What is the problem with the UN’s Agenda 21 and its benign label of ‘Sustainable Development’? “Agenda 21, Sustainable Development, is the action plan implemented worldwide to inventory and control all land, all water, all minerals, all plants, all animals, all construction, all means of production, all energy, all education, all information, and all human beings in the world.  INVENTORY AND CONTROL.”[2]—Rosa Koire.  For a start, it removes resources from the hands of individuals and places them in the hands of a bureaucracy and it herds people into central population centers. Agenda 21 is the antithesis of the founding principles of the U.S., the concept of Natural Law. “Life, faculties, production — in other words, individuality, liberty, property — this is man.” Frédéric Bastiat, The Law (written in 1850). The U.S. Agenda 21 process is well underway in central planning processes.

If not a global puppet master, what then? Wizard’s Chess in three dimensions-political, economic, and military- appears to be the game of choice.  In Wizard’s Chess, the pieces move of their own

Let the games begin.

Let the games begin.

accord when commanded by the player. “When a piece is taken, it is removed by the attacking piece, often in a barbaric manner where the losing piece is smashed violently by the winning piece.”[3] Depending upon the number of players, the chess board can become a chaotic place.

China, the Wizard’s Rook, is trying the wings of its newly found economic growth. With the tentative measure of placing troops in Mali, China is stepping off-continent. At the economic chess board, China is also ‘stepping out’, broadening its horizons with arms sales according to Reuters. “China’s volume of weapons exports between 2008 and 2012 rose 162 percent compared with the previous five-year period, with its share of the global arms trade rising from 2 percent to 5 percent, the Stockholm International Peace Research Institute (SIPRI) said.”[4] For instance, China’s recent sale of missiles to Turkey has NATO all abuzz.[5]

China is busy taking care of business politically as well. Overcoming past bad blood with Russia, China is reaching out for an alliance. The Diplomat points out that managing expectations about the relationship; expanding bilateral trade in energy and arms; and cooperation on international security affairs was the focus of a March 2013 conference between Russia’s Putin and China’s Jinping.[6] In the Indian Ocean, China is building harbors for trade but according to Stimson’s Ellen Laipson, “China’s maritime objectives in shipbuilding and port construction around the Indian Ocean are driven by commercial interests, although it’s reasonable to assume that the large investments could later evolve or be adapted for military purposes.”[7]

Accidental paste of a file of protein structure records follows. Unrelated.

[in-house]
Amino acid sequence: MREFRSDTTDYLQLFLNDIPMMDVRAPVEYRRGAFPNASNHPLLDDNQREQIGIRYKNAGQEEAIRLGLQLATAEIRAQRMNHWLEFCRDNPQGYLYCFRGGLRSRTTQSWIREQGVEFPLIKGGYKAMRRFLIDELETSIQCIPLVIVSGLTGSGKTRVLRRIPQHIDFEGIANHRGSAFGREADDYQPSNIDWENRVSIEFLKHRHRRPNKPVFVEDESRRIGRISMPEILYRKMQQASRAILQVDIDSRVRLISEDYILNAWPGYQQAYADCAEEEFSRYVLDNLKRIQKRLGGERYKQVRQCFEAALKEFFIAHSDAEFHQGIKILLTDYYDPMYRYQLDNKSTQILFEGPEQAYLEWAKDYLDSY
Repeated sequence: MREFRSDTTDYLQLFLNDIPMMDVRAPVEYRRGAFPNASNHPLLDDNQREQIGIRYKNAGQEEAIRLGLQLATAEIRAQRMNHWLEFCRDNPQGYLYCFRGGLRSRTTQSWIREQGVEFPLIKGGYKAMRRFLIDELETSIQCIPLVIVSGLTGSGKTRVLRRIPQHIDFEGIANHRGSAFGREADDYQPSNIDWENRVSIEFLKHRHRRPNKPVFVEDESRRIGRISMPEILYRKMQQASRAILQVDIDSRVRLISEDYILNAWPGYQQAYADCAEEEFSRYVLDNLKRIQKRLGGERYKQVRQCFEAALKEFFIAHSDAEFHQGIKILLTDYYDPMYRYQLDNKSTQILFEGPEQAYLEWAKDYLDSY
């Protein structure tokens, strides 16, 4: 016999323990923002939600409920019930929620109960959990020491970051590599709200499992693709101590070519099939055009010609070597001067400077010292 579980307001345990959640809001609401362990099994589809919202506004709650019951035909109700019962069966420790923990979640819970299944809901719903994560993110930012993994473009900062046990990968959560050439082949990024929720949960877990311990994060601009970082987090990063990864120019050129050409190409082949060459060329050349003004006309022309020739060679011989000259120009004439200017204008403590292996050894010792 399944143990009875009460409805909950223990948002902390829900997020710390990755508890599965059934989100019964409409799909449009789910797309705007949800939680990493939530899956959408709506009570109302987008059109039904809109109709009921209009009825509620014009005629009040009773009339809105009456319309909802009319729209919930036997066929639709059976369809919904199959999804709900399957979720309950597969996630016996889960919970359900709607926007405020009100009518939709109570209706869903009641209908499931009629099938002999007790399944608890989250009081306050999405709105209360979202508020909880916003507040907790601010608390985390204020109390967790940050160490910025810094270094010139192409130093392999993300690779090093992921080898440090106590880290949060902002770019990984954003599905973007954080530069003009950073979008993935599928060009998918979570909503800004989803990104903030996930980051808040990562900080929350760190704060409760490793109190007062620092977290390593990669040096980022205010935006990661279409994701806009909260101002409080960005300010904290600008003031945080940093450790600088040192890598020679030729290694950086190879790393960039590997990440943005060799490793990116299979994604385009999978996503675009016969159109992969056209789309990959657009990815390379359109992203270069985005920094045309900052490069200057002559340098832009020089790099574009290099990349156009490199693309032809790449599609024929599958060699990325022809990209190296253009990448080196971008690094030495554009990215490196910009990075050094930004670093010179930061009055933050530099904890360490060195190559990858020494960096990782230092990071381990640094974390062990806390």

While the U.S. is the reigning superpower in the region, its light is fading. Combinations of other countries, like India, Pakistan, China, and the Koreas, are moving their respective chess pieces to fill in the voids and take up the slack. The U.S. is, arguably, the largest super power the world has ever seen. For the decades it engaged the Cold War (1947-1991), it grew to be a full service super

Waiting in the wings.

Waiting in the wings.

power provider. It built infrastructure, protected and manipulated countries without conquest, bolstered, bought and traded its way to its objectives, fought political wars, and ‘policed’ the world.  The U.S. played its pawns; installed and toppled leaders, bought and sold countries, and befriended and betrayed rogue groups. The U.S. may be a poor empire builder but she is a great super power who, until recently, controlled the seven seas. She is the Wizard’s queen and she is on the run. No one with any wisdom, however, would count the queen in check.

Russia, the Wizard’s Bishop, is on the move, double-time, since Vladimir Putin re-ascended the presidency. Putin does not trust the U.S. and most in the U.S. do not trust Putin. Each side has valid reasons for their distrust. Putin senses that the U.S. is a tired super power and is moving to fill some of the void. Putin knows, as we all do, that the U.S. is strapped for cash as he bolsters his oil and gas resources and backs Syria’s Assad. Putin has noted the U.S.’s current penchant for kinder, softer tactics like ‘winning hearts and minds’ and ‘leading from behind’ as he backs Iran. Arming both hemispheres of the world, a business area traditionally under the almost exclusive control of the U.S., has become a pastime for Putin’s government. The Wizard’s Bishop and Rook have teamed up on some policy fronts. Their combined capabilities rival the Wizard Queen’s.